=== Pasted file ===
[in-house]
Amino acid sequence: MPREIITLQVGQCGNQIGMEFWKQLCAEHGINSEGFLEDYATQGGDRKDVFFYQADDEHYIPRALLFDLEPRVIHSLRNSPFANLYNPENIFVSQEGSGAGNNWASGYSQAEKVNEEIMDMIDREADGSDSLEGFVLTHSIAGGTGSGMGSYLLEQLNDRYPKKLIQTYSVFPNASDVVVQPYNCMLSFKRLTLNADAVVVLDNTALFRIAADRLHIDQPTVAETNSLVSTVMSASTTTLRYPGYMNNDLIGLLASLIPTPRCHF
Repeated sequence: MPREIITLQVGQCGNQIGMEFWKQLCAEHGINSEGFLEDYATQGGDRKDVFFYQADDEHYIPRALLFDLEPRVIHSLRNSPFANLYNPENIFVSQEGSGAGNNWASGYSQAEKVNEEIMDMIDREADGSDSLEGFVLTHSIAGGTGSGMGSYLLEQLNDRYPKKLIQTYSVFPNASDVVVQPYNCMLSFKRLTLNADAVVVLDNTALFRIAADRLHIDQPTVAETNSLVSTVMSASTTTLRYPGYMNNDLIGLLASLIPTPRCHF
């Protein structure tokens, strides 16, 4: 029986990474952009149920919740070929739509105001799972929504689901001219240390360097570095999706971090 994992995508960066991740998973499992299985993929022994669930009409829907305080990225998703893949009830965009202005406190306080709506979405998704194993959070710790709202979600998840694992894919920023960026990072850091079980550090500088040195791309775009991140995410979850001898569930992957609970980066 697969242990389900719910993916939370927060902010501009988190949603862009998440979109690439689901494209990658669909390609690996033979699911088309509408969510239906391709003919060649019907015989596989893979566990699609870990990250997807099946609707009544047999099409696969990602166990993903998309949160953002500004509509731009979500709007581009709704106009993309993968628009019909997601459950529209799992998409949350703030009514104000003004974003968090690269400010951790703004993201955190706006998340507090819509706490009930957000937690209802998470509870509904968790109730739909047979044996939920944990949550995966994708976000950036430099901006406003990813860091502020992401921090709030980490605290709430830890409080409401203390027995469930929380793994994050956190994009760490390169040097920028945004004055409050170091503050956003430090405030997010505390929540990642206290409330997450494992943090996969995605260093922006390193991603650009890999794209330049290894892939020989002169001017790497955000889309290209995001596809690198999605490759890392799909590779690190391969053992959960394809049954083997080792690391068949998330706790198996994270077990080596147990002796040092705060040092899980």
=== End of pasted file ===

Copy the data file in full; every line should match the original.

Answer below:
[in-house]
Amino acid sequence: MPREIITLQVGQCGNQIGMEFWKQLCAEHGINSEGFLEDYATQGGDRKDVFFYQADDEHYIPRALLFDLEPRVIHSLRNSPFANLYNPENIFVSQEGSGAGNNWASGYSQAEKVNEEIMDMIDREADGSDSLEGFVLTHSIAGGTGSGMGSYLLEQLNDRYPKKLIQTYSVFPNASDVVVQPYNCMLSFKRLTLNADAVVVLDNTALFRIAADRLHIDQPTVAETNSLVSTVMSASTTTLRYPGYMNNDLIGLLASLIPTPRCHF
Repeated sequence: MPREIITLQVGQCGNQIGMEFWKQLCAEHGINSEGFLEDYATQGGDRKDVFFYQADDEHYIPRALLFDLEPRVIHSLRNSPFANLYNPENIFVSQEGSGAGNNWASGYSQAEKVNEEIMDMIDREADGSDSLEGFVLTHSIAGGTGSGMGSYLLEQLNDRYPKKLIQTYSVFPNASDVVVQPYNCMLSFKRLTLNADAVVVLDNTALFRIAADRLHIDQPTVAETNSLVSTVMSASTTTLRYPGYMNNDLIGLLASLIPTPRCHF
């Protein structure tokens, strides 16, 4: 029986990474952009149920919740070929739509105001799972929504689901001219240390360097570095999706971090 994992995508960066991740998973499992299985993929022994669930009409829907305080990225998703893949009830965009202005406190306080709506979405998704194993959070710790709202979600998840694992894919920023960026990072850091079980550090500088040195791309775009991140995410979850001898569930992957609970980066 697969242990389900719910993916939370927060902010501009988190949603862009998440979109690439689901494209990658669909390609690996033979699911088309509408969510239906391709003919060649019907015989596989893979566990699609870990990250997807099946609707009544047999099409696969990602166990993903998309949160953002500004509509731009979500709007581009709704106009993309993968628009019909997601459950529209799992998409949350703030009514104000003004974003968090690269400010951790703004993201955190706006998340507090819509706490009930957000937690209802998470509870509904968790109730739909047979044996939920944990949550995966994708976000950036430099901006406003990813860091502020992401921090709030980490605290709430830890409080409401203390027995469930929380793994994050956190994009760490390169040097920028945004004055409050170091503050956003430090405030997010505390929540990642206290409330997450494992943090996969995605260093922006390193991603650009890999794209330049290894892939020989002169001017790497955000889309290209995001596809690198999605490759890392799909590779690190391969053992959960394809049954083997080792690391068949998330706790198996994270077990080596147990002796040092705060040092899980």